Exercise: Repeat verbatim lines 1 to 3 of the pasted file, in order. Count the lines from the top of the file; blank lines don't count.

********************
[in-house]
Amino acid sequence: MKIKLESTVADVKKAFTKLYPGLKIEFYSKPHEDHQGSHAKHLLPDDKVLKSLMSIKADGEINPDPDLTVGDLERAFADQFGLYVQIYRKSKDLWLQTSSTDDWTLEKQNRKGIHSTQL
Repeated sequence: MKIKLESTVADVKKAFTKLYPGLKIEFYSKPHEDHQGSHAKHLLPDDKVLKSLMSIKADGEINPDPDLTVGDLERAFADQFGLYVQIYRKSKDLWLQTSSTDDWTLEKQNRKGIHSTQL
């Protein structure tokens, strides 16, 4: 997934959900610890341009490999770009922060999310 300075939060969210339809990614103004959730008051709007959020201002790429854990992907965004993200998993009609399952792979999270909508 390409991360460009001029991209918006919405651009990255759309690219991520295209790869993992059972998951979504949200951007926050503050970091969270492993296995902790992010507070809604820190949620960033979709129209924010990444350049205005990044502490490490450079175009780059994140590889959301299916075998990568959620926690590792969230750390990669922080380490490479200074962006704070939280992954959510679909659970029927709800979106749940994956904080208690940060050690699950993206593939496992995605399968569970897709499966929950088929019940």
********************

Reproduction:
[in-house]
Amino acid sequence: MKIKLESTVADVKKAFTKLYPGLKIEFYSKPHEDHQGSHAKHLLPDDKVLKSLMSIKADGEINPDPDLTVGDLERAFADQFGLYVQIYRKSKDLWLQTSSTDDWTLEKQNRKGIHSTQL
Repeated sequence: MKIKLESTVADVKKAFTKLYPGLKIEFYSKPHEDHQGSHAKHLLPDDKVLKSLMSIKADGEINPDPDLTVGDLERAFADQFGLYVQIYRKSKDLWLQTSSTDDWTLEKQNRKGIHSTQL